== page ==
Estimated stresses in the bottom-most velocity bin were compared with estimates of the quadratic drag law , calculated from the burst-mean horizontal beam 1–2 and 3–4 axis velocities to evaluate performance differences among the techniques (Figs. 4, 5; Table 2). However, the CF method performance criteria exclude the use of the CF method at Moorea throughout the water column during a large fraction of the deployment (Fig. 3). Given the instrument’s position in a channel on the reef, the velocities and stresses estimated at 6 meters above bottom (m.a.b.) are used here, following Rosman et al. (2008). Note that all correlations and regressions are shown in the figures, while only those results that were significantly different from zero, at a 95% confidence level found using the effective degrees of freedom (Chelton 1983), are included in the summary given in Table 2. Uncertainty estimates for the drag coefficients are based on the 95% confidence interval of the linear fit to the measurements and do not account for biases in stress estimates. For example, consistent under or overprediction of stresses would result in a corresponding under- or overestimation of CD not accounted for in the uncertainties reported in Table 2.

Fig. 4.
Fig. 4.

Scatterplot (gray) and bin-averaged (black squares) comparisons of (a)–(f) AF and (g)–(l) CF method Reynolds stresses to a quadratic drag law for Santa Barbara [in (a),(b),(g), and (h)], Moorea [in (c),(d),(i), and (j)] and MVCO [in (e),(f),(k), and (l)]. The quadratic drag law was calculated using burst-mean velocities from the bottommost ADCP bin for Santa Barbara and MVCO, but a bin 6 m above the bottom for Moorea, following Rosman et al. (2008). Linear regressions, slopes (Cd), and correlation coefficients (r2) between the raw (not bin averaged) time series are shown in each panel. For each bin-averaged stress, binned by the values on the x axis, standard error bounds were estimated using the effective degrees of freedom (Chelton 1983).

Citation: Journal of Atmospheric and Oceanic Technology 28, 11; 10.1175/JTECH-D-11-00001.1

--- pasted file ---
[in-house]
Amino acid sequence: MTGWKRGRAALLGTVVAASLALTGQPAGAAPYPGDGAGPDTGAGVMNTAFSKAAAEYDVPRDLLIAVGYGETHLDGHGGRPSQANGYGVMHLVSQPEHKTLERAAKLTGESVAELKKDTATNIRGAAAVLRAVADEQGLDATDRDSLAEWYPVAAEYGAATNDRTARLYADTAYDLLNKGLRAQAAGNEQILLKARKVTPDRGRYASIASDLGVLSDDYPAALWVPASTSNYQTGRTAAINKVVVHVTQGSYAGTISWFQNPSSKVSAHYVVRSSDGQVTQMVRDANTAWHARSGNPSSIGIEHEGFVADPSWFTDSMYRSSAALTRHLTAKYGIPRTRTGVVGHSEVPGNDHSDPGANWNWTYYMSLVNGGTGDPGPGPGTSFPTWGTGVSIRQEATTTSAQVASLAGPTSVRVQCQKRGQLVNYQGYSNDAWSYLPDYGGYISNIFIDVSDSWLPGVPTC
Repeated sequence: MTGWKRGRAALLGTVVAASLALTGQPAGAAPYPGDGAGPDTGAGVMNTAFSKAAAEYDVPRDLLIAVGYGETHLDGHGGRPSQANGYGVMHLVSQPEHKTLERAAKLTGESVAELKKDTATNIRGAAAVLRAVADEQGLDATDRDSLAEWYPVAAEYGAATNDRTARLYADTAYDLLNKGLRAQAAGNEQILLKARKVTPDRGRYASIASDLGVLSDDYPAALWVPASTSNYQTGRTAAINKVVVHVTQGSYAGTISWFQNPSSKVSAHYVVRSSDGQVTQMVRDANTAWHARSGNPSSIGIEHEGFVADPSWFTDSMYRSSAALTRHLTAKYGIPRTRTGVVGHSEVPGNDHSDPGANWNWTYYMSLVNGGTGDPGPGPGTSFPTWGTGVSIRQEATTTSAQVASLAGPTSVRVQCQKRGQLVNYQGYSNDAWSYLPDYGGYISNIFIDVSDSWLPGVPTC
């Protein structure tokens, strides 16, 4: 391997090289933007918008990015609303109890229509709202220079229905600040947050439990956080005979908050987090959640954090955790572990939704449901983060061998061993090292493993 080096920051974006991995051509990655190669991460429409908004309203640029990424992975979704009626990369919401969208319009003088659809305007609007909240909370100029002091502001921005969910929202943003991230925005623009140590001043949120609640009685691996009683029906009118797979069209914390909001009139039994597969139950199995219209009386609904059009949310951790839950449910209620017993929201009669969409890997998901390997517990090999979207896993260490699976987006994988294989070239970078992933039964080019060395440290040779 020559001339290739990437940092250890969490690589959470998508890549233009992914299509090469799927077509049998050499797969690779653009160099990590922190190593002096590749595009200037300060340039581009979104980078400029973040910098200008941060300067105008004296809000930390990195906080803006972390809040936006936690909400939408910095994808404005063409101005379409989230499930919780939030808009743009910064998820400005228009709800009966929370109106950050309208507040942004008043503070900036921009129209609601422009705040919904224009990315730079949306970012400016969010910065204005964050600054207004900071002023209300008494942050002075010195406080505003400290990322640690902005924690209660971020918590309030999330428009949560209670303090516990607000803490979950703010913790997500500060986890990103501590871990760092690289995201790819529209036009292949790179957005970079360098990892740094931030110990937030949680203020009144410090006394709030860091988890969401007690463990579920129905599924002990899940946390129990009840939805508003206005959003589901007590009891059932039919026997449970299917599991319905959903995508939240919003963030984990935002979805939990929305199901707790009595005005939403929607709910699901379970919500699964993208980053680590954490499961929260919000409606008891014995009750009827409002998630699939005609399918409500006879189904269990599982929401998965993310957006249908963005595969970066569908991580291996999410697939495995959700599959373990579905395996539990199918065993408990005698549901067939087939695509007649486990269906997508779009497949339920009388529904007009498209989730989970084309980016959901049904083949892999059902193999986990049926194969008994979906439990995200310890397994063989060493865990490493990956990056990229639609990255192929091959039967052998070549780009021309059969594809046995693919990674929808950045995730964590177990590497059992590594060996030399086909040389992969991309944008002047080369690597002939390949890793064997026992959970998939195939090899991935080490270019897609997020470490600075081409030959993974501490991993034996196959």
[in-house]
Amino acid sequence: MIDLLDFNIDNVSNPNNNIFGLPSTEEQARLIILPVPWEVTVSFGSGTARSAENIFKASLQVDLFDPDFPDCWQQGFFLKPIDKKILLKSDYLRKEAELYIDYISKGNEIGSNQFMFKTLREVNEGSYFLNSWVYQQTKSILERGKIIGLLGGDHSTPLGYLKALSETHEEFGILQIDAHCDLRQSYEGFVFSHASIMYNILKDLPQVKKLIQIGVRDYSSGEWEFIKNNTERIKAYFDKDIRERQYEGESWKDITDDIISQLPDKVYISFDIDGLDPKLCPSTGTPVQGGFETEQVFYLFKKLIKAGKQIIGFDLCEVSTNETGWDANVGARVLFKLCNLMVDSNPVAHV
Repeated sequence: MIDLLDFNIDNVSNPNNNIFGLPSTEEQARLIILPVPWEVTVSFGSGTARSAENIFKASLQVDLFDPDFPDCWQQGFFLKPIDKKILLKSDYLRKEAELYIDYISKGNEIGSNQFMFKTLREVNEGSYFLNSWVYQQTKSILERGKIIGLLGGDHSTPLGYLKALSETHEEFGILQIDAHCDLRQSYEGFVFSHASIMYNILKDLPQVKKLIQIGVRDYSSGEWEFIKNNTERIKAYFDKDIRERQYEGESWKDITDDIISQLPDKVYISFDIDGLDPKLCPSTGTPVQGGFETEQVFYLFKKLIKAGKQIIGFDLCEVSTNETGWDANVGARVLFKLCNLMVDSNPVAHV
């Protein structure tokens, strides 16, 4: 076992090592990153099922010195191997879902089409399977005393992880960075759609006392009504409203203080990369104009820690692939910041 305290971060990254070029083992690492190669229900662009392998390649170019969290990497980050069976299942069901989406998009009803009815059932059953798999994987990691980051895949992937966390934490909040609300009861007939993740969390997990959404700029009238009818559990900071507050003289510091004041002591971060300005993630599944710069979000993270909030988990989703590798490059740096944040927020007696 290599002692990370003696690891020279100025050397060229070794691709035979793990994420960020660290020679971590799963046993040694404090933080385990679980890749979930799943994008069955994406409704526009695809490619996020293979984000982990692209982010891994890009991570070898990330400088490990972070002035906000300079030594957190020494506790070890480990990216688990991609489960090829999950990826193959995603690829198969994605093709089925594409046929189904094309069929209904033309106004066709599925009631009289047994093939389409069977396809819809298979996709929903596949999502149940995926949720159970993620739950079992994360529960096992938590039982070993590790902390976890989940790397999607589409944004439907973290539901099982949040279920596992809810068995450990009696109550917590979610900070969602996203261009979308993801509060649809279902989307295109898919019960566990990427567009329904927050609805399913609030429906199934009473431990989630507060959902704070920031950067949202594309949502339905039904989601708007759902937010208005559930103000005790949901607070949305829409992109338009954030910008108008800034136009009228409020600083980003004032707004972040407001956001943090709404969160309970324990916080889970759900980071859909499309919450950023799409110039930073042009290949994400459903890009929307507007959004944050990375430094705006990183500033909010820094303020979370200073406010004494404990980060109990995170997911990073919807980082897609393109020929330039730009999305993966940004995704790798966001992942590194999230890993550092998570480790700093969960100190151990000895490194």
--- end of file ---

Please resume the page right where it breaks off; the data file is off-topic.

Fig. 5.
Fig. 5.

Scatterplot (gray) and bin-averaged (black squares) comparisons of (a),(b),(g),(h) VM; (c),(d),(i),(j) AF; and (e),(f),(k),(l) CF method Reynolds stresses to a quadratic drag law for the Elkhorn M1 [in (a)–(f)] and Elkhorn M12 [in (g)–(l)] datasets. For both instruments, the quadratic drag law was calculated using burst-mean velocities from the bottommost ADCP bin. Bin averages and linear regressions are calculated as described in Fig. 4.

Citation: Journal of Atmospheric and Oceanic Technology 28, 11; 10.1175/JTECH-D-11-00001.1

Table 2.

Correlations and regressions between measured stress and a quadratic drag law. Nonsignificant correlations are shown in italics. Regressions are listed for significant correlations only.

Table 2.

Comparisons between near-bottom stress and the quadratic drag law reveal distinct variations in method performance among the datasets containing waves. For the conditions present near the bottom at Santa Barbara, correlations and regressions with the quadratic drag law for the AF and CF stress estimates agree within uncertainty limits. Both methods give r2 values near 0.3 and 0.55 for beams 1–2 and 3–4 and realistic drag coefficients (1.5 and 2 × 10−3) for beams 1–2 and 3–4 (Fig. 4; Table 2). At 6 m.a.b. at Moorea, correlations between CF stress estimates and the quadratic drag law were not significant along both axes. Here, AF method correlations were not significant for beams 1–2, but significant at r2 = 0.29 for beams 3–4. The AF method beam 3–4 drag coefficient was 2.0 × 10−2. For the conditions at MVCO during January 2008, correlations between the AF method stress and the quadratic drag law were not significant (Fig. 4; Table 2). In contrast, CF method stress correlations with the quadratic drag law were significant for both directions with r2 values up to 0.51. Drag coefficients estimated using the CF method at MVCO were consistent with previous estimates in the region (J. Trowbridge 2008, personal communication).